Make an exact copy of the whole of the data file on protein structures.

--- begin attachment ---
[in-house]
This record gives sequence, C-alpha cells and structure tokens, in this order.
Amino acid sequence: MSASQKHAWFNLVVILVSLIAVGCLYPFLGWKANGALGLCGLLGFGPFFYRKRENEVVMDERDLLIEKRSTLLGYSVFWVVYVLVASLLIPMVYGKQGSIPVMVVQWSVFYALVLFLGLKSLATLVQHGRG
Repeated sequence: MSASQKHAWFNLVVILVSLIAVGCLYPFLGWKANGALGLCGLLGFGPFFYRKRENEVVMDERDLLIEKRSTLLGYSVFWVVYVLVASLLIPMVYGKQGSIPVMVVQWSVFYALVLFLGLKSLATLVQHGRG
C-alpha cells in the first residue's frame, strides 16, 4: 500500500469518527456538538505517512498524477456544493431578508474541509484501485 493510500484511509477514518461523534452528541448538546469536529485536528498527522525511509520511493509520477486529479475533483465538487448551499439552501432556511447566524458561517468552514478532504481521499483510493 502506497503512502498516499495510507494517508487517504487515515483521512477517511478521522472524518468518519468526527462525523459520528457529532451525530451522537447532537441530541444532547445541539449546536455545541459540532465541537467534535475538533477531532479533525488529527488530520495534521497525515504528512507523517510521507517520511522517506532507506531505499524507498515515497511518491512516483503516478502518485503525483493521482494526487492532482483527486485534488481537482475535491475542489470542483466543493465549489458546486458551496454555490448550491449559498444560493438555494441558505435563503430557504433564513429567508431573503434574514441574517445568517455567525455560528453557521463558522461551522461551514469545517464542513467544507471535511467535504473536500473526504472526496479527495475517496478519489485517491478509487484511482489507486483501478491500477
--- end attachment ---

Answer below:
[in-house]
This record gives sequence, C-alpha cells and structure tokens, in this order.
Amino acid sequence: MSASQKHAWFNLVVILVSLIAVGCLYPFLGWKANGALGLCGLLGFGPFFYRKRENEVVMDERDLLIEKRSTLLGYSVFWVVYVLVASLLIPMVYGKQGSIPVMVVQWSVFYALVLFLGLKSLATLVQHGRG
Repeated sequence: MSASQKHAWFNLVVILVSLIAVGCLYPFLGWKANGALGLCGLLGFGPFFYRKRENEVVMDERDLLIEKRSTLLGYSVFWVVYVLVASLLIPMVYGKQGSIPVMVVQWSVFYALVLFLGLKSLATLVQHGRG
C-alpha cells in the first residue's frame, strides 16, 4: 500500500469518527456538538505517512498524477456544493431578508474541509484501485 493510500484511509477514518461523534452528541448538546469536529485536528498527522525511509520511493509520477486529479475533483465538487448551499439552501432556511447566524458561517468552514478532504481521499483510493 502506497503512502498516499495510507494517508487517504487515515483521512477517511478521522472524518468518519468526527462525523459520528457529532451525530451522537447532537441530541444532547445541539449546536455545541459540532465541537467534535475538533477531532479533525488529527488530520495534521497525515504528512507523517510521507517520511522517506532507506531505499524507498515515497511518491512516483503516478502518485503525483493521482494526487492532482483527486485534488481537482475535491475542489470542483466543493465549489458546486458551496454555490448550491449559498444560493438555494441558505435563503430557504433564513429567508431573503434574514441574517445568517455567525455560528453557521463558522461551522461551514469545517464542513467544507471535511467535504473536500473526504472526496479527495475517496478519489485517491478509487484511482489507486483501478491500477